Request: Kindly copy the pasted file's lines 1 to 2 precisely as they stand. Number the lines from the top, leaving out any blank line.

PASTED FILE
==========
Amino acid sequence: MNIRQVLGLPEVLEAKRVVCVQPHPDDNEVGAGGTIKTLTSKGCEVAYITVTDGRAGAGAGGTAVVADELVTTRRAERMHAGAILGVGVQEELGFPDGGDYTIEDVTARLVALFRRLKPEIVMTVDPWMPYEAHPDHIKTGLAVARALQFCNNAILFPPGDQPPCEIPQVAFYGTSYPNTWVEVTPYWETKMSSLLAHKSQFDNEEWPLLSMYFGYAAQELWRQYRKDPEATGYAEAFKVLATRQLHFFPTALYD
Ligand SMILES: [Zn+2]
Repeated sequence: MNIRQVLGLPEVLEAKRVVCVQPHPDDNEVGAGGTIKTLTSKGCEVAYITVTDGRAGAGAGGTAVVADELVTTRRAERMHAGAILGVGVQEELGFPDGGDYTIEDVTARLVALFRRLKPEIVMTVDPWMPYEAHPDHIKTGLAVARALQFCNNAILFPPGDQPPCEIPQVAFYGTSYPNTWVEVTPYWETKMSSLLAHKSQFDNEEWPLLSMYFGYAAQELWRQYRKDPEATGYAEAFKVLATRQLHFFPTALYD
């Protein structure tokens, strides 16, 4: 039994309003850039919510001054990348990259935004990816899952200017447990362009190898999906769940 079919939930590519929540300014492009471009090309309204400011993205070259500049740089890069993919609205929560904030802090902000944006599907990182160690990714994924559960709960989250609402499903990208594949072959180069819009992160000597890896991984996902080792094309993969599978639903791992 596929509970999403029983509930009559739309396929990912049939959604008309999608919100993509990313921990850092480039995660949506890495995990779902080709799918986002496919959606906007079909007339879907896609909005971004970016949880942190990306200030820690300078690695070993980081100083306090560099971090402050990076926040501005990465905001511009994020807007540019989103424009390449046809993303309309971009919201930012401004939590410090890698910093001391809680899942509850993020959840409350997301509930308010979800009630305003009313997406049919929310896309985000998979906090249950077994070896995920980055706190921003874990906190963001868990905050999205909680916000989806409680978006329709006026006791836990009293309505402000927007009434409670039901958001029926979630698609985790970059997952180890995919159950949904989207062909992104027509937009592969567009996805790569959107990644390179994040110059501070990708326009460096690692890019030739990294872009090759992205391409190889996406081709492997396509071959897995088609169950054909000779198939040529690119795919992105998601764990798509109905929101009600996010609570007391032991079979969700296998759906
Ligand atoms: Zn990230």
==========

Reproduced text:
Amino acid sequence: MNIRQVLGLPEVLEAKRVVCVQPHPDDNEVGAGGTIKTLTSKGCEVAYITVTDGRAGAGAGGTAVVADELVTTRRAERMHAGAILGVGVQEELGFPDGGDYTIEDVTARLVALFRRLKPEIVMTVDPWMPYEAHPDHIKTGLAVARALQFCNNAILFPPGDQPPCEIPQVAFYGTSYPNTWVEVTPYWETKMSSLLAHKSQFDNEEWPLLSMYFGYAAQELWRQYRKDPEATGYAEAFKVLATRQLHFFPTALYD
Ligand SMILES: [Zn+2]